Dr. Erika Schwartz is a leading national expert in wellness, disease prevention, and bioidentical hormone therapies. Dr. Schwartz has written four best-selling books, testified before Congress, hosted her own PBS special on bioidentical hormones, and is a frequent guest on network TV shows.

Tags: cold or fall allergies | differences between colds and fall allergies | treating cold | treating allergies | Dr. Erika Schwartz | cold symptoms | allergy symptoms

Cold or Fall Allergies?

Friday, 02 Nov 2012 07:30 AM


Allergy symptoms are similar to those of the common cold: runny nose, itchy eyes, sneezing, wheezing, sore throat, coughing, and nasal congestion. Like a cold, often only one or two of these symptoms appear, making it even more difficult to figure out what you are suffering from.

And at this time of year, whenever you get a sore throat or feel a little bit under the weather, the media hype can make you think that you have the swine flu. In fact, most people don’t have the swine flu, but rather suffer with either the common cold or fall allergies, or a combination of the two.

To best protect yourself it is important to understand how to differentiate between colds and allergies and treat them without delay.

Keep in mind the main difference is that the common cold lasts about one week while seasonal allergies linger for several weeks to months. (This time of year, ragweed pollen and mold spores fill the air, leaving millions of Americans suffering from fall allergies.) What’s more, most allergy symptoms are not associated with muscle aches, pains, and fever, while colds can be without being diagnosed as flu.

Allergies

If you think your symptoms are due to fall allergies, here are several tips to keep them at bay:

• Keep your windows closed and use air conditioning.
• Don’t mow your lawn or rake the leaves in the yard.
• Keep outdoor activity to a minimum, especially during morning hours when allergens are at their peak.
• Take a shower after spending time outside.
• Drink lots of water and green tea.
• Exercise regularly.
• Avoid food allergens.
• See an allergist to determine what you are most allergic to and follow recommendations to avoid allergy-causing foods.
• Change detergents and soaps if allergies commence or are worsened by introduction of new products.
• Do not leave clothes you wore outside in the closets or lying around your home. Shake them out outdoors.
• Make sure ventilation in your home is adequate.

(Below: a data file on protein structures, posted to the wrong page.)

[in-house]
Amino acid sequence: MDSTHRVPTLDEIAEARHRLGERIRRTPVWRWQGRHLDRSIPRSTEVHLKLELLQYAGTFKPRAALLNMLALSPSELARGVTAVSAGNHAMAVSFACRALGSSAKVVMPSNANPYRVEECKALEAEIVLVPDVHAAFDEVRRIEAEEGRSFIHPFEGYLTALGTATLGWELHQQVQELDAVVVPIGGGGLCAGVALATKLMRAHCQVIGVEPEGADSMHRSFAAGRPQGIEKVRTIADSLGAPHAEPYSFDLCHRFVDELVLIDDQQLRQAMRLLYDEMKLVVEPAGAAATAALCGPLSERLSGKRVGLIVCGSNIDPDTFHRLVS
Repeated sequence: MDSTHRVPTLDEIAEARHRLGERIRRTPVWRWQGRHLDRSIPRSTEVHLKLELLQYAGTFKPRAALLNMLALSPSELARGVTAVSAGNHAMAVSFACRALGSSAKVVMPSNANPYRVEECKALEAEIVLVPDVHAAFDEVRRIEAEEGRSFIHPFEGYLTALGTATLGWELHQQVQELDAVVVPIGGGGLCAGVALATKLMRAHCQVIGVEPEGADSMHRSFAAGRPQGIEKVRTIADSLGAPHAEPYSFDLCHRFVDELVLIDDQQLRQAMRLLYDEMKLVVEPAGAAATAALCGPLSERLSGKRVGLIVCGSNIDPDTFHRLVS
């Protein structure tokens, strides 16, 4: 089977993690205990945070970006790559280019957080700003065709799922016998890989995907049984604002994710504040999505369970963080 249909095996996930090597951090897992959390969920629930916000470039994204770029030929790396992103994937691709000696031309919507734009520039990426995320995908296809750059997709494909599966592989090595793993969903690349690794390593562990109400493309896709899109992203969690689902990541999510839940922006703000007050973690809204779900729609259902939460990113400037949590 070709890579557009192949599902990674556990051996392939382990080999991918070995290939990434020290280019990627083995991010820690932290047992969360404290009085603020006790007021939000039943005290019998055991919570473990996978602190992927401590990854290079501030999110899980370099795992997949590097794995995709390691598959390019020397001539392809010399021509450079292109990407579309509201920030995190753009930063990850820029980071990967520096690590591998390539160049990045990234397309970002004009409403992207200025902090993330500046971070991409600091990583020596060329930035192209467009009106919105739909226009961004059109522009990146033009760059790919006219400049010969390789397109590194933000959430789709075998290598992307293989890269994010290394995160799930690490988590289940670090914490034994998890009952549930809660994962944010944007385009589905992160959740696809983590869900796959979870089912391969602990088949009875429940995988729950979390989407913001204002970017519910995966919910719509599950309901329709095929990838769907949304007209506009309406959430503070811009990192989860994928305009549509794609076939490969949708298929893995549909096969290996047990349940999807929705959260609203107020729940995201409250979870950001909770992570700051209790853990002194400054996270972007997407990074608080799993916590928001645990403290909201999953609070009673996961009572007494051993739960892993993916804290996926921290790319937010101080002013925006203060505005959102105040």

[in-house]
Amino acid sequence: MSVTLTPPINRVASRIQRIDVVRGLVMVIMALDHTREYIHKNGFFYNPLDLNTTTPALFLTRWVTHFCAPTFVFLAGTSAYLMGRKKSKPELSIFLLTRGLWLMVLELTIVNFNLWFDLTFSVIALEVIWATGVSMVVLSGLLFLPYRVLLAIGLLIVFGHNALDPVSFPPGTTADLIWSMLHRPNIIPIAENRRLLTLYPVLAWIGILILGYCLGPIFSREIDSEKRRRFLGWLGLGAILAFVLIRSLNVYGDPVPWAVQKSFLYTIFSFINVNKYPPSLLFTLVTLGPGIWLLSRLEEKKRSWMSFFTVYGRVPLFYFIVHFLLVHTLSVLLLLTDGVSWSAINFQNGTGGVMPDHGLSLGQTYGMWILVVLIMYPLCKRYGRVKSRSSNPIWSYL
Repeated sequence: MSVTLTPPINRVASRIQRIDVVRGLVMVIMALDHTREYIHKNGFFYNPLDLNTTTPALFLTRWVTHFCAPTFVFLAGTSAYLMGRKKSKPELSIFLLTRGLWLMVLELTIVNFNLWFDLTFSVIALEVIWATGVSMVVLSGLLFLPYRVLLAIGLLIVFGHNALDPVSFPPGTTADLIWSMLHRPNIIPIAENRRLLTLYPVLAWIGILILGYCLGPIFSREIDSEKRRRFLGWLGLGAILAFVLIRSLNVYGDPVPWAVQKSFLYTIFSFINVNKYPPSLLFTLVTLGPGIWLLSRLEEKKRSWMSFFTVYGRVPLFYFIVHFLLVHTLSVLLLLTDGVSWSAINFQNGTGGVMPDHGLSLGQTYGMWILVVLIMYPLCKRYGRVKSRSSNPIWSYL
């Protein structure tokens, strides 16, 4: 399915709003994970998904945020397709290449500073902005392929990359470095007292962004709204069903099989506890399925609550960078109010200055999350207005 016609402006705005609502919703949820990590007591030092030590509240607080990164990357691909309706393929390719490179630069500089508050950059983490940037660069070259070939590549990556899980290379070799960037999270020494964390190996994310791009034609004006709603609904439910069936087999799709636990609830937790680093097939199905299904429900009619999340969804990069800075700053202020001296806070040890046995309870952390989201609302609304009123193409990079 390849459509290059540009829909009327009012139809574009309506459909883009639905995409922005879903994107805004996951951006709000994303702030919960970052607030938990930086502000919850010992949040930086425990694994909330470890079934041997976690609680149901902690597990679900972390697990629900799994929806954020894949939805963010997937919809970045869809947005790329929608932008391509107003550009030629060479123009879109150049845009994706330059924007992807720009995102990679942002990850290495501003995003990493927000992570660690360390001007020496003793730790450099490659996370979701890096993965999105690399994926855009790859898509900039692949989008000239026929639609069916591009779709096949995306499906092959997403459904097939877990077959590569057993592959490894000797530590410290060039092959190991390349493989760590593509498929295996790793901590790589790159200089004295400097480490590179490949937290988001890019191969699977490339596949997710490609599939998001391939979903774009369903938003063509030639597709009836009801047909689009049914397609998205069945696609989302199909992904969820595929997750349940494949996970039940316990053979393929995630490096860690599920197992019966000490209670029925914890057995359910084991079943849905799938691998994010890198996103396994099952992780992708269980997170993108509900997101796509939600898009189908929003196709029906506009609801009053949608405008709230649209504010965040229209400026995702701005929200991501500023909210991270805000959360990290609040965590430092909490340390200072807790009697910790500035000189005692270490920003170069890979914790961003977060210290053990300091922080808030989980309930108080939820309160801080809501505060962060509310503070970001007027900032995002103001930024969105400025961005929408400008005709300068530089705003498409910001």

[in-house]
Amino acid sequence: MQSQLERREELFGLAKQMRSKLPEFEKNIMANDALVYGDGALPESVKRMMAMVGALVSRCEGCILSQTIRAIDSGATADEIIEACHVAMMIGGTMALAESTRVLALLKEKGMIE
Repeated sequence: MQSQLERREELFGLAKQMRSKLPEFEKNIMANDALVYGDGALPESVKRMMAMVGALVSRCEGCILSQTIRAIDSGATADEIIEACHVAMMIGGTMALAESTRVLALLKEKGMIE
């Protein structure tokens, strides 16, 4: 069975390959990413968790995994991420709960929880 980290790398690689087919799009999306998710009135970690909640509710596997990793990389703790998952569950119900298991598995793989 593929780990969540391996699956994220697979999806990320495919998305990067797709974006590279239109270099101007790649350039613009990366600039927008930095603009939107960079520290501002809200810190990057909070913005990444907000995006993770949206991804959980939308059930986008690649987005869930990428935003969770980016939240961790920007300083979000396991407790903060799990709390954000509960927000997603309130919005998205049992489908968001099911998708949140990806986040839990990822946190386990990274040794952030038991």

• Eliminate dust from your home. Keep it clean with natural cleaning products.
• Change air conditioning and heating filters at least twice a year.


Should your allergies continue to be a nuisance, you can try using a mild decongestant or Benadryl at night. But be aware that decongestants decrease your immune system’s ability to fight infections. Your body actually does get rid of allergens by giving you a runny nose and runny eyes. Stopping that reaction stops your body from fighting the allergen.

Also, stay away from decongestant nasal sprays as they can often aggravate your other symptoms, leaving you feeling worse and even increasing the chance of respiratory infections.

And don’t forget fall allergy season ends with the first frost or by the end of November or early December (depending on where you live).

Colds

A cold is usually associated with sore throat, feeling sick, runny nose, headaches, muscle aches, and even a low-grade fever. If you think your symptoms are caused by a cold, here are some tips that can help you feel better:

• Start taking Lactoferrin 3 capsules twice a day for five days at the first sign of the cold. Lactoferrin is a natural immune booster that supports and enhances your body’s own immune function. (For more information go to my website.)
• Take Emergen-C. Mix one packet in a glass of water and drink five times a day for the first three days of the cold. (You can buy Emergen-C at the drugstore, gas station, deli, etc.)
• Take 5,000 to 10,000 mg of vitamin C a day for five days.
• If you have a sore throat, take a tip of a teaspoonful of cayenne pepper, mix it with a tablespoon of water, and drink it fast.
• Take a tip of a teaspoonful of powdered ginger, mix it with a tablespoon of water, and swallow it in one gulp.
• Soak your feet in hot water for 15 minutes the first evening you feel crummy. Put on a pair of socks and go to bed early. Do not watch TV.
• Increase your intake of protein (chicken soup, detoxification powder, tofu).
• Drink five cups of green tea or throat-soothing teas.
• Have four glasses of room-temperature water. (Avoid iced drinks.)
• Spend 10 minutes in the shower in the morning and breathe in that great healing steam!
• Stay away from junk food, alcohol, soda, and caffeine. They will only delay your body’s healing powers.
• Stay home from work or school so you do not infect your colleagues.
• Unless you have a fever, do not take medications like ibuprofen or acetaminophen. There is no such thing as medication without side effects.

Give your body a chance to heal; it usually does a good job with minimal support from those of us in the healthcare system.











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Learn the difference between the common cold and fall allergies and how to treat each to feel better faster.
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Friday, 02 Nov 2012 07:30 AM
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